The NJAEP’s mission is to guard, improve, and advocate for the health/welfare of the horse, promote a collaborative forum among equine practitioners, further the professional development of its membership, and foster relationships within the industry of the State.
BOARD OF DIRECTORS
|Michael N Fugaro, VMD, DACVS (President)
Mountain Pointe Equine Veterinary Services
|Eric Kates, DVM (Treasurer)
Colts Neck Equine Associates
|Amelie McAndrews, DVM (Secretary)
Garden State Equine Veterinary Services
|Mary Beth Hamorski, VMD (Past President)
Califon Animal Hospital
|Rachel B. Gardner, DVM, DACVIM
BW Furlong & Associates
|Jennifer J. Smith, DVM, DACVS|
New Jersey Equine Clinic
NJAEP POSITION STATEMENTS
NJAEP Position Statements (September 2018)
The NJAEP acknowledges that Equine Dentistry remains of paramount importance to the overall health and well-being of the horse. The scope of dentistry has exponentially expanded within the field of veterinary medicine over the past two decades. In order to provide optimal care to the horse, a veterinarian is required to continually advance their education and maintain a comprehensive understanding and the blended affiliations with anatomy, physiology, biochemistry, pharmacology, biomechanics, and patho-biology/physiology of the biological system. This advanced education and continued research defines the diagnostic and therapeutic approaches adopted and revised within the field of veterinary medicine and equine dentistry.
The NJ Veterinary Practice Act, as well as the position statements of the American Association of Equine Practitioners (AAEP) and the NJ Veterinary Medical Association (NJVMA), has clearly defined Equine Dentistry as the practice of veterinary medicine including the “removal of sharp enamel projections, treatment of malocclusions of premolars, molars, and incisors…”(AAEP Position on Equine Dentistry 2012) The NJAEP fully supports these position statements.
The NJAEP acknowledges that the collaborative relationships between farriers/trimmers and veterinarians is imperative for todays’ horses. The collegiality between these individuals along with the integration of their skills has resulted in a more successful performance horse as well as an overall healthier horse. The NJAEP understands that traditional farriery/trimming to be outside of the practice of veterinary medicine. However, the use of any diagnostics (e.g., radiology) or medications for the treatment of diseases/disorders of the foot is understood as the practice of veterinary medicine.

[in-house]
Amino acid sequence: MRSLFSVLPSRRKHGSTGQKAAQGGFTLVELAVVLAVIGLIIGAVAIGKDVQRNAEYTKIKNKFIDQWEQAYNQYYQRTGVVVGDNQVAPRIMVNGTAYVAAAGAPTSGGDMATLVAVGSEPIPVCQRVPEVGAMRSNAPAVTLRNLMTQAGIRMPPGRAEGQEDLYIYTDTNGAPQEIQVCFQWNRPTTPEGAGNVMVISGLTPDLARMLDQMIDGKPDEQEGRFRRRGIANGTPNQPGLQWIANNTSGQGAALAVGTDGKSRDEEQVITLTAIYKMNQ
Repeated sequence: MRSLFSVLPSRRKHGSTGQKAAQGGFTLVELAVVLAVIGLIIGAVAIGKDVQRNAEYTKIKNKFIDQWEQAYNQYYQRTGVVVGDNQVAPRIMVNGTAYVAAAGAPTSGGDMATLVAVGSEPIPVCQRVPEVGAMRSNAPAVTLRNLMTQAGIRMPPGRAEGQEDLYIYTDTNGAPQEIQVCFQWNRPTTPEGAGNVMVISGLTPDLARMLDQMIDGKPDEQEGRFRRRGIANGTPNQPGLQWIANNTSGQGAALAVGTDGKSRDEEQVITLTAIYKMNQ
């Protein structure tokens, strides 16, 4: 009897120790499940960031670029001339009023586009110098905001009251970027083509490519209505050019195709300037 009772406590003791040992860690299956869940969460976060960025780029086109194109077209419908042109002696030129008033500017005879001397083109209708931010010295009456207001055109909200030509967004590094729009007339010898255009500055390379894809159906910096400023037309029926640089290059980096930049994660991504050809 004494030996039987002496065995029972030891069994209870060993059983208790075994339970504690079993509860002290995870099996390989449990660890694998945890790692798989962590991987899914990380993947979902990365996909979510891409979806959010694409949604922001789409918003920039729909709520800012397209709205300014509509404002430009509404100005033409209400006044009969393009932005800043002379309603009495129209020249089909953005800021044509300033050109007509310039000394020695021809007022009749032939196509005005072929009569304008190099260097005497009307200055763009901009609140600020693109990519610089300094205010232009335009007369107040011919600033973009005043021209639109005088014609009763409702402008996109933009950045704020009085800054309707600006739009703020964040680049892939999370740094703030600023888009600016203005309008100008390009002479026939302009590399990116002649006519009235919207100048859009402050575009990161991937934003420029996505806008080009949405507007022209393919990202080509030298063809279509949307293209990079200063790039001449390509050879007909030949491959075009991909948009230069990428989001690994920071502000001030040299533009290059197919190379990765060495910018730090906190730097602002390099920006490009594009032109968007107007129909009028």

Ultrasound Wet-Lab for Veterinarians
Saturday November 3rd
Rutgers University, Cook Campus, Red Barn, College Farm Road
This continuing education wet-lab offers practicing veterinarians the opportunity to refine their ultrasonographic skills along side some of the leading veterinary imaging experts in the US. This will allow veterinarians advanced diagnostic skills that can be implemented in their clinical practices.
The facilities and the Rutgers Research Horses offer an exceptional opportunity for veterinarians to optimize their educational experience on anatomy and pathological processes afflicting our performance horses.
Morning Session 8:30am to 11:30am: Neck and pastern ultrasonography (3 CE Hours)
Afternoon Session 1:30pm to 3:30pm: Stifle, back, and sacroiliac ultrasonography (2 CE Hours)
Registration Fees (includes breakfast and lunch):
NJAEP Member: $150.00/session
Non-NJAEP Member: $450.00/session
Participants may register for the morning, afternoon, or both sessions but space is limited (12 veterinarians per session). Please register below:
Registration closes Thursday, October 25th.
The NJAEP is extremely appreciative of our sponsors, Zoetis and Universal Imaging, as well as Rutgers University and the Equine Science Center, for hosting the event and providing the horses.